The hospital exemption enables patients to receive an ATMP under controlled conditions in cases where no authorised medicinal product is available.  Additionally, it facilitates research and development in advanced therapies by non-profit organisations (such as academia and hospitals) and it can be a valuable tool to obtain information prior to seeking a marketing authorisation.

However, the experience accumulated since the entry into force of the Regulation shows that there is a risk that a too broad use of the hospital exemption may deter the submission of marketing authorisation applications.  Specifically, ATMPs with a marketing authorisation face higher developmental and maintenance costs than ATMPs that are made available through the hospital exemption, as the marketing authorisation is linked to stricter data requirements and post-marketing obligations.  Developers seeking a marketing authorisation are therefore put in a competitive disadvantage vis-à-vis those that market the products through the hospital exemption.  

If the hospital exemption became the normal route to market advanced therapies, there would be detrimental consequences for public health.  First, clinical trials remain the main means to obtain reliable information about the efficacy and safety profile of a medicinal product and the systematic administration of complex medicinal products to patients in the absence of appropriate clinical trials could put patients at risk.  Secondly, the collection of data on efficacy and safety of the treatment would be seriously undermined as each site would only generate information on a small number of patients and there would be no transmission of information to the authorities of another Member State where the same type of product may be used under the hospital exemption also.  Additionally, the treatment would not be available to all patients across the EU.

It is therefore necessary to find a balance between the need to ensure that ATMPs are made available to patients only after the quality, efficacy and safety thereof has been adequately demonstrated, and the need to facilitate early access for new treatments in case of unmet medical needs. 

The lack of harmonisation regarding the conditions required by Member States for the application of the exemption has also been identified as a concern in the public consultation.  The usage that is made of this derogation is very different across Member States, partly because of different approaches as to the meaning of "non-routine".  For example, while the concept of "non-routine" is narrowly construed in some Member States where a maximum number of patients is fixed, in others there is no limit and the derogation is applied case by case.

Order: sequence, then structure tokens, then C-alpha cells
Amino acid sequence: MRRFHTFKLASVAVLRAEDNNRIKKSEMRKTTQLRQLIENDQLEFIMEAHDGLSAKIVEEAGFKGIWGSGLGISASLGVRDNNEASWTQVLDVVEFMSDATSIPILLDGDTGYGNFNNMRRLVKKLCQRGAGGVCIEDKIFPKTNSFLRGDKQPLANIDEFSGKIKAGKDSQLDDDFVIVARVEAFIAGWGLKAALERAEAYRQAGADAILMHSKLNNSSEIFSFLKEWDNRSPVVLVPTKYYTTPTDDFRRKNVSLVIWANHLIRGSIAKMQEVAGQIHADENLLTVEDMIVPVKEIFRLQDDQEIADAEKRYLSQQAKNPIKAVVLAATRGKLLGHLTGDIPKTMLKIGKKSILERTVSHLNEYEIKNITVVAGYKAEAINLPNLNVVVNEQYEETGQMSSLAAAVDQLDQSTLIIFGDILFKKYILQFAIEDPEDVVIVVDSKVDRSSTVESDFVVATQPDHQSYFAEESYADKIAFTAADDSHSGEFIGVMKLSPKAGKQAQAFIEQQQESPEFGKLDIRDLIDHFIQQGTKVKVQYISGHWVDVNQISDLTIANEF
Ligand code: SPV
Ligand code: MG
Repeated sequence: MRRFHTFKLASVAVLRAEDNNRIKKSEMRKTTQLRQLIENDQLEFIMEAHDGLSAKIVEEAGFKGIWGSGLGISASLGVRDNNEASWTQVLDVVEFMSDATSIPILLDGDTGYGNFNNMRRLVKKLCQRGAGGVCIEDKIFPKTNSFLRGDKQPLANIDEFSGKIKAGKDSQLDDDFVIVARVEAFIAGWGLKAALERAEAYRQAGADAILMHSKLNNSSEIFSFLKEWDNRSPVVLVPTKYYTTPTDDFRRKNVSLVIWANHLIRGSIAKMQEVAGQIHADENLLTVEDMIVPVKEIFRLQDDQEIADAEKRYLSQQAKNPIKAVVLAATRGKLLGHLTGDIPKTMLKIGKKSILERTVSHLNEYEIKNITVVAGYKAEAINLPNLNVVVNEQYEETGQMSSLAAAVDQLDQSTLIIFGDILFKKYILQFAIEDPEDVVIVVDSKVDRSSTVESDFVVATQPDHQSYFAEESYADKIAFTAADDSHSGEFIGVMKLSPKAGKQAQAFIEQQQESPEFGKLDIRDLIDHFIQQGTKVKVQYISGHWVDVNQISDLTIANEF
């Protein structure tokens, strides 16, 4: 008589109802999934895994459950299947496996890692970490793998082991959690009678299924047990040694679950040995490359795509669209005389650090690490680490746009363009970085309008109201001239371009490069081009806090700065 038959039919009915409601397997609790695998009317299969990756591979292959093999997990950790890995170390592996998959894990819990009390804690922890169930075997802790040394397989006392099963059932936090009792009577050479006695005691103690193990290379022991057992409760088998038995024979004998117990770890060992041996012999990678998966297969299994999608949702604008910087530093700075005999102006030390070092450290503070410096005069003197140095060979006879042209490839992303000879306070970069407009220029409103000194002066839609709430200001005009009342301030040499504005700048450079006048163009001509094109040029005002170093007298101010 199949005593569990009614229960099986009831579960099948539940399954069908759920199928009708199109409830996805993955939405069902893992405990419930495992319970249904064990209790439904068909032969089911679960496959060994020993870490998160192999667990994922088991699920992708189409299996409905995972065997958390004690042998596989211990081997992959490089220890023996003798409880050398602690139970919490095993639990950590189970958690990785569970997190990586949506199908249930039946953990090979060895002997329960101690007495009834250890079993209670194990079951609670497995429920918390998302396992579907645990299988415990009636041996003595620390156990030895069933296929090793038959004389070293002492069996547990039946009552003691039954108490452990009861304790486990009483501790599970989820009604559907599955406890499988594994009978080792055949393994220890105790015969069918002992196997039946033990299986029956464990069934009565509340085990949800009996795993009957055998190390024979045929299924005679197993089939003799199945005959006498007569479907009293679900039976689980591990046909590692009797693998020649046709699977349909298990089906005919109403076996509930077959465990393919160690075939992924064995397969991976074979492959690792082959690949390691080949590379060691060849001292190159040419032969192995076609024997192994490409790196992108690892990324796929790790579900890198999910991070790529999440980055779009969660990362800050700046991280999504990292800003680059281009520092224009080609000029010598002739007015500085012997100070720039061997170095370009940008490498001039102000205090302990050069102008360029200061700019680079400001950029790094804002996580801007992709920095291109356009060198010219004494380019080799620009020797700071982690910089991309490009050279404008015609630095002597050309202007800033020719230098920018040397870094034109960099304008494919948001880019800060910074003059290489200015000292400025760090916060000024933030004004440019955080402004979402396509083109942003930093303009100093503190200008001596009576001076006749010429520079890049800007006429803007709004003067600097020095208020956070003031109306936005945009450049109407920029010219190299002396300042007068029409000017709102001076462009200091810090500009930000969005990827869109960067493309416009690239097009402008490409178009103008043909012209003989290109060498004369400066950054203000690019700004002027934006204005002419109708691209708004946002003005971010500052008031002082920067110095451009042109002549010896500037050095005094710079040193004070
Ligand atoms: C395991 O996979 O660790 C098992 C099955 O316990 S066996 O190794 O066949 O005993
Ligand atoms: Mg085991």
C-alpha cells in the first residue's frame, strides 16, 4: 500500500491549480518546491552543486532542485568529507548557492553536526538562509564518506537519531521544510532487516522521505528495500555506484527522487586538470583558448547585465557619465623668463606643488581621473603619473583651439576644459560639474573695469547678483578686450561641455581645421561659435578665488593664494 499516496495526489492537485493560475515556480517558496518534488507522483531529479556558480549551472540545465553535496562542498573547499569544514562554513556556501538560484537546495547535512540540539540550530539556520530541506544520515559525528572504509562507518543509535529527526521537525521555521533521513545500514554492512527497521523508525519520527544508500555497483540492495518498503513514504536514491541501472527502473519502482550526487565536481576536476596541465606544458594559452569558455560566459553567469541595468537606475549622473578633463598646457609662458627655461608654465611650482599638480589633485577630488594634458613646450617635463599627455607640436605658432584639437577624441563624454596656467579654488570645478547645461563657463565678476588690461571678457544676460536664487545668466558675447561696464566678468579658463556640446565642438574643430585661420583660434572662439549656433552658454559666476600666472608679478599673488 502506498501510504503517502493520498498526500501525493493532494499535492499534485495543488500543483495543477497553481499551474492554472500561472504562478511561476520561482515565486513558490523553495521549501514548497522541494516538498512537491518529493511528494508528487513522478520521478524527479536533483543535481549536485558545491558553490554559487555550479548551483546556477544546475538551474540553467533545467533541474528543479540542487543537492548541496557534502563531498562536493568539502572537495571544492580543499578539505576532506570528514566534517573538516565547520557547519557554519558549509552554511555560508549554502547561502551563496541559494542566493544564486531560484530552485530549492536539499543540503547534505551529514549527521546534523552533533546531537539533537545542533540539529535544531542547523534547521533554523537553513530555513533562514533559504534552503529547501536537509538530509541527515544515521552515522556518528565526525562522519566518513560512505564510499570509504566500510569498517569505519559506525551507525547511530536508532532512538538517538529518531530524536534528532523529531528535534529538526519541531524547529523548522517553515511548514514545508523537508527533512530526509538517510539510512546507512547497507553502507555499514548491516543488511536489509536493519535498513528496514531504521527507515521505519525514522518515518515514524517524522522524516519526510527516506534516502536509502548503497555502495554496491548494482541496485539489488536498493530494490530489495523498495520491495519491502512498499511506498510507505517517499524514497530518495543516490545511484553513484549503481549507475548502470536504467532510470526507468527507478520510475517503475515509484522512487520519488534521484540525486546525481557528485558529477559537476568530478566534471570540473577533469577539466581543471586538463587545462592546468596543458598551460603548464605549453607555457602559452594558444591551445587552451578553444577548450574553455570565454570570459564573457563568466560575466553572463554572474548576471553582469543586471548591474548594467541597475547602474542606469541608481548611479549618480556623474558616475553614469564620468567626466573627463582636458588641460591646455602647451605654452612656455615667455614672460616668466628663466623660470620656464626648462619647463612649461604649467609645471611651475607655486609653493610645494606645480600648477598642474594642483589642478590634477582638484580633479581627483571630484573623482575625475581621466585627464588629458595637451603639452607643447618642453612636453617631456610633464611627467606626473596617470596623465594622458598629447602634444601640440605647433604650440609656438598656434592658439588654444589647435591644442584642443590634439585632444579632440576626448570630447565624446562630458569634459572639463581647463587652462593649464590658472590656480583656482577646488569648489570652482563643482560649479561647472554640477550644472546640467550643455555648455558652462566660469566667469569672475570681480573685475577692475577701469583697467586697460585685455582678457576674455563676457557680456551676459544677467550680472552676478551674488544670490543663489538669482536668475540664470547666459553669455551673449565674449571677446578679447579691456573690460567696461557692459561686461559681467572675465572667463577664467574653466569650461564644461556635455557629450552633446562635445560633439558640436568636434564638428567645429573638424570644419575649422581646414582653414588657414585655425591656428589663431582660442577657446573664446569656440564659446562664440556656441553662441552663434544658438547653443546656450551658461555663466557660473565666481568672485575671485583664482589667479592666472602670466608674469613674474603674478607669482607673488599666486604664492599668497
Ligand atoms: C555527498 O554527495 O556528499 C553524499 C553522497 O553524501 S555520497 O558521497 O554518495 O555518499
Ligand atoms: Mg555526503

Clarification of the conditions under which the hospital exemption is possible and of the requirements attached could contribute to improving the functioning of the internal market in advanced therapies.  In this context, appropriate consideration should be given to the reporting of results, particularly negative results, so that patients are not unnecessarily exposed to unsafe/ineffective treatments.

Other issues that could benefit from additional clarification include:

- the role of derogatory provisions of Directive 2001/83/EC other than the hospital exemption (in particular Article 5(1) thereof) in the context of ATMPs, and

- the role of data generated from the use of a product under the hospital exemption in the context of an application for a marketing authorisation. 

4.3.        Scope of the Regulation and classification of ATMPs

4.3.1.     Scope of the ATMP Regulation

Three types of medicinal products are considered ATMPs:  gene therapies, somatic cell therapies, and tissue engineered products.  The assessment whether a product falls under any of these categories may involve complex scientific judgements.  Specifically, the question whether a manipulation of a living material is to be considered as substantial may be difficult to answer.  Even the question whether the cells or tissues are intended to fulfil the same function in the donor and in the recipient can be challenging in some cases (e.g. bone marrow material). 

Experience in the application of the definitions of the various categories of ATMPs by the CAT shows that some aspects of the definition could be further clarified to ensure a better match of the legal definitions with the underlying scientific reality.

Additionally, advanced therapies being a field subject to rapid scientific progress, it is necessary to keep the definitions of gene therapies, somatic cell therapies, and tissue engineered products under continuous review.  New innovative products, which are not clearly captured by existing provisions, are emerging.  For instance, the development of devices which allow the collection of cells or tissues, the processing thereof in a closed environment and its reinjection into the donor within the same procedure raises questions as to how these treatments should be regulated (particularly in case of non-homologous use).

4.3.2.     Classification